September 6, 2008
Researchers Hope to Reduce Cancer Drug Resistance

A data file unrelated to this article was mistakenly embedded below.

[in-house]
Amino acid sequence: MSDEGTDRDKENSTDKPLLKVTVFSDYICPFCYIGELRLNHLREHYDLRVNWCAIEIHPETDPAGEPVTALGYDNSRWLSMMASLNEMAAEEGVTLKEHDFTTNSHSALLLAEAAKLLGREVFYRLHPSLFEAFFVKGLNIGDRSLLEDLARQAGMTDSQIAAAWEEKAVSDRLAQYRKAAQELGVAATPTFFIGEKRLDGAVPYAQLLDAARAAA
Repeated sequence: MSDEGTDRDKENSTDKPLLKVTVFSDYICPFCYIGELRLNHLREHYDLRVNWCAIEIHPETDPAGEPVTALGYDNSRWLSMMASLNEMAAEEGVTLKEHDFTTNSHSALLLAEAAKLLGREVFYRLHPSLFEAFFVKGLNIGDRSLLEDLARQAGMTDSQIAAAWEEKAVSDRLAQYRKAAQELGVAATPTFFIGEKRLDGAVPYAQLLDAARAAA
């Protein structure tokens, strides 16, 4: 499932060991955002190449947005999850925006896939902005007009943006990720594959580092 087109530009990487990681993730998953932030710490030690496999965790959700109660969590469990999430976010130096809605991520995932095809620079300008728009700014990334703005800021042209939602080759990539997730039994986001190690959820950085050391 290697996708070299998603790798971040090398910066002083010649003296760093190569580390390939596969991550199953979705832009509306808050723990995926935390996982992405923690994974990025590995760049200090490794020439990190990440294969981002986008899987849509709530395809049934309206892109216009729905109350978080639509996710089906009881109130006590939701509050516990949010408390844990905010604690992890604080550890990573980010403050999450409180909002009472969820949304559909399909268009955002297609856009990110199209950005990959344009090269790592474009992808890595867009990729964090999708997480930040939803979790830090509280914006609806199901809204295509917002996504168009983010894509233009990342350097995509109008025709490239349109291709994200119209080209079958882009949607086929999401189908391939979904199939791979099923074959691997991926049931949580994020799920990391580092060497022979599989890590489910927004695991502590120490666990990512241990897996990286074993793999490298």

Many breast cancers are made worse by the hormone oestrogen and women take drugs known as aromatase inhibitors to reduce the oestrogen in their body and restrict the cancer's progress. But eventually the tumour becomes resistant to this treatment and starts to grow.Now American researchers said a drug called sorafenib may be able to reverse this process."At first, the tumour's growth is halted because the aromatase inhibitor is depriving the cancer of the oestrogen it needs to grow," says Claudine Isaacs, clinical director of breast cancer programme at Georgetown University Medical Centre's Lombardi Comprehensive Cancer Centre. "Eventually, though, the cancer will figure out another way to thrive in the absence of the oestrogen."She and her colleagues are conducting a clinical trial to see if the new approach can destroy the machinery the tumour creates in order to grow without the oestrogen.They presented results to a breast cancer symposium in the US today which showed that of 27 patients studied, 26 per cent benefited from taking both sorafenib and the aromatase inhibitor anastrozole.Kath McLachlano of UK charity Breast Cancer Care, warned that the research was still in very early stage trials, and it remained to be seen how effective the treatment could be."Only a quarter of the 27 patients in the trial gained any clinical benefit from the regime, and so further robust clinical trials will be needed to determine the full effectiveness of this approach before it can be commonly used."Dr Sarah Cant, policy manager at breast cancer charity Breakthrough Breast Cancer, also cautioned that it was a very small trial.
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